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Monday, February 06, 2006

Pro active disclosure needed

Two articles in the Sydney Morning Herald in the one week raised some interesting issues about openness and transparency in the NSW Government. Anne Davies the NSW Political Correspondent on 30 January, wrote about the Guidelines being developed within the Government on lobbying to implement recommendations flowing from the Independent Commission Against Corruption and the Orange Grove affair. In the article she recounts trying to find existing documents concerning conduct in public office:

“Search the web and you will find an extensive code applying to NSW public servants, but not a ministerial code of conduct. A call to the premier’s department also failed to unearth it. Finally we tracked down a copy in the parliamentary library. It was adopted in 1995 and is based on a 1993 code developed by then premier John Fahey”

Davies elsewhere in the article says that she was able to find the code of conduct for members of parliament on the parliamentary website “with a bit of searching”.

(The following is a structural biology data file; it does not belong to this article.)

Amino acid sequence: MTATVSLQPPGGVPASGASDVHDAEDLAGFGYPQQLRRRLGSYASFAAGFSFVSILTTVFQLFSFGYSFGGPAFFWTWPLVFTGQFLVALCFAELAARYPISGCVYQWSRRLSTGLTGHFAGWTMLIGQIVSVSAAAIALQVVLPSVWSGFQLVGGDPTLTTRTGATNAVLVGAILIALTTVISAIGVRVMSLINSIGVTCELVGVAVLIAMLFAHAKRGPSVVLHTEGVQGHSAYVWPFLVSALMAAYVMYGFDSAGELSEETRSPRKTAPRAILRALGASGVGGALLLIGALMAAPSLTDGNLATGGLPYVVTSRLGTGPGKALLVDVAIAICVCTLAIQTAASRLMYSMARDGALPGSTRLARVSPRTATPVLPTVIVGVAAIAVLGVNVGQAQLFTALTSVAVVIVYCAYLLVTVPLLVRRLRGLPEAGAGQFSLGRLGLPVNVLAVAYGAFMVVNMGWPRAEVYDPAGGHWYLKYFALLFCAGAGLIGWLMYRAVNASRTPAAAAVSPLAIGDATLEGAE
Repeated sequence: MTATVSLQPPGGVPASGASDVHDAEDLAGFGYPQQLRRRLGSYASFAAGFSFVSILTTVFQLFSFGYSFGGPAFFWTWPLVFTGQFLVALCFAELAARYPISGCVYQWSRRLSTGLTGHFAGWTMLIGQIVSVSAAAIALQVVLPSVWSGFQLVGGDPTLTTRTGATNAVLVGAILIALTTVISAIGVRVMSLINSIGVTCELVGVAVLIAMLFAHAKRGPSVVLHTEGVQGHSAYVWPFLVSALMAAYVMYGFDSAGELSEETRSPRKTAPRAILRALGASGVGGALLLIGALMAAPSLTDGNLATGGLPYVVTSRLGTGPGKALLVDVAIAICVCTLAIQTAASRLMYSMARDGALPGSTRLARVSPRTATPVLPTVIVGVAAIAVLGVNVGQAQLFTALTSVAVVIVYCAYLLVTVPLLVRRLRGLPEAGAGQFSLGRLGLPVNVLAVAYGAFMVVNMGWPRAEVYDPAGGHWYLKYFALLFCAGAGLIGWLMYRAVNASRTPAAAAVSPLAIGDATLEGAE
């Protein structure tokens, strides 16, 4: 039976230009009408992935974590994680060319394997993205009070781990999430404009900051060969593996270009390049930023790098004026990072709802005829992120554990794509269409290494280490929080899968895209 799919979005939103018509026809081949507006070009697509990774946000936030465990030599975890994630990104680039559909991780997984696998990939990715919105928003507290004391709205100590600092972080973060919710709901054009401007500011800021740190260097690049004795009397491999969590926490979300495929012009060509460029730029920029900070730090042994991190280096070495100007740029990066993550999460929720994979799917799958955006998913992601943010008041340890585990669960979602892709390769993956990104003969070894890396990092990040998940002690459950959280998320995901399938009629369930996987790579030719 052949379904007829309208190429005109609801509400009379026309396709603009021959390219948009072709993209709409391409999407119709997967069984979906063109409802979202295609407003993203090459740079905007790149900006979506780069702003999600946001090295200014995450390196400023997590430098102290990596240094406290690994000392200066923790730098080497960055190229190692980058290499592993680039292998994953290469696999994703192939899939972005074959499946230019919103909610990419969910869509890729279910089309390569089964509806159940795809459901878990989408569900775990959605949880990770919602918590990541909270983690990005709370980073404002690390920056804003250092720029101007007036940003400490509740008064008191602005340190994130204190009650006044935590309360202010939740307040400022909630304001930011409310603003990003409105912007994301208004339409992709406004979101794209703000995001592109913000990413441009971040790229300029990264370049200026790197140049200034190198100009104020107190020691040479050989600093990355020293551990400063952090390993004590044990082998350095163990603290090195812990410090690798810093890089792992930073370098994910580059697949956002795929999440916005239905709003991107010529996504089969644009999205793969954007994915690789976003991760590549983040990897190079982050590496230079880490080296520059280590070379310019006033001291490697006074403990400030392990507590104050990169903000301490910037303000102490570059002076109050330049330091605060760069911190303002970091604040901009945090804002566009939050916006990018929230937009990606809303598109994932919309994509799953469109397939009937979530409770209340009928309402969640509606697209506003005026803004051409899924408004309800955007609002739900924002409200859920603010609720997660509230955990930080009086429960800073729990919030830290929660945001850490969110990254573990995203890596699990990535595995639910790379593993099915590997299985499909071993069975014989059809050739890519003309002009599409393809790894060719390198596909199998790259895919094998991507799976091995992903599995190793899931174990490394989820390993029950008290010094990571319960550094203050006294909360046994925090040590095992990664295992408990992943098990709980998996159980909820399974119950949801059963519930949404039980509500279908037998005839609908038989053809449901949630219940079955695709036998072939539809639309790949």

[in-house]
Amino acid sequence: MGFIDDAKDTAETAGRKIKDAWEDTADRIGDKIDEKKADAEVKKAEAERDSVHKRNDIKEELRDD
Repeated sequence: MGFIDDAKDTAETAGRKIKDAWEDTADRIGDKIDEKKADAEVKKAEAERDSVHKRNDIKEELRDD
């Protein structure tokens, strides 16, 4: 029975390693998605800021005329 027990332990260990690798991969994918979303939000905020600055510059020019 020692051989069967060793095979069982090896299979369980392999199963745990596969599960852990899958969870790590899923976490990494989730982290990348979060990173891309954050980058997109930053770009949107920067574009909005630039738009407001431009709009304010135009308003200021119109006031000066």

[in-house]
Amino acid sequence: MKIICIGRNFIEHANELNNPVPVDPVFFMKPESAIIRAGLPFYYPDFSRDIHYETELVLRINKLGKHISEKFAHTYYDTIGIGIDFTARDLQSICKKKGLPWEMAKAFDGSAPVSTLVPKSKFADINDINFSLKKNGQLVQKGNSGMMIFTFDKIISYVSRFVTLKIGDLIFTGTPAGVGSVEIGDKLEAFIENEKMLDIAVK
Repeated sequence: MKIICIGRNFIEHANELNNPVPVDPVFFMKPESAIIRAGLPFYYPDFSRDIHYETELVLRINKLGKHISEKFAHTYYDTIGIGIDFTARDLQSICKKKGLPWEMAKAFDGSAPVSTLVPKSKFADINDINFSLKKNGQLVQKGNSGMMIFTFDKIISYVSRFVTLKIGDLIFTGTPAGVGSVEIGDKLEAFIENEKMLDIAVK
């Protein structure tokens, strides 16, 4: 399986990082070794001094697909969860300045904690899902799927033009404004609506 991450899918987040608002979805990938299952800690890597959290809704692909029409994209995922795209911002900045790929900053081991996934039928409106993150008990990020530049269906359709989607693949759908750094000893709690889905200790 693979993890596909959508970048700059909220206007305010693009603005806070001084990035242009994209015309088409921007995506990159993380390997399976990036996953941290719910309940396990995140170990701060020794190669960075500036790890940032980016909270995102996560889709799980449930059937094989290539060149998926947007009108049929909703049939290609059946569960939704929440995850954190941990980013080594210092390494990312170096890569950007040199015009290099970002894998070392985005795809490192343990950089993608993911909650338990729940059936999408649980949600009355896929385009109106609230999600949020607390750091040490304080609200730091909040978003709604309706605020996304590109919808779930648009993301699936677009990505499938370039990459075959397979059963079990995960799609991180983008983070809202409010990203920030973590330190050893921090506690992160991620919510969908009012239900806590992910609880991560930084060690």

It says a lot that documents of this kind either aren’t on any government website or if they do exist they take even an expert researcher like the state political correspondent for a major daily newspaper quite a lot of searching to find.

Government agencies should be required to proactively disclose specified types of documents on their websites. There is also a need for well organised, easily accessible government websites which are consistent in layout and design.

Have you ever tried to find even media releases issued by NSW Government ministers?

The other story that took our interest were reports about the dangerous level of dioxin in fish in Sydney Harbour leading to the announcement in December of a ban on commercial fishing. The Herald on 3 February said “that Government agencies confronted by a serious and urgent public health issue….sat on their hands for years after the years after the dangerous extent of the problem was exposed”. An article on 2 February said that the government was aware 4 years ago that dioxin levels were likely to exceed international safety standards and that fishing should be banned”.

In many countries that Australia would compare itself with, governments by law are required to disclose information when there is reason to believe that a danger to public health exists. Have a look at the link on this article to access some of the US, Canadian and UK legal requirements often referred to as “Right to Know laws”.

How come we don’t have a right to know of dangers to our health!

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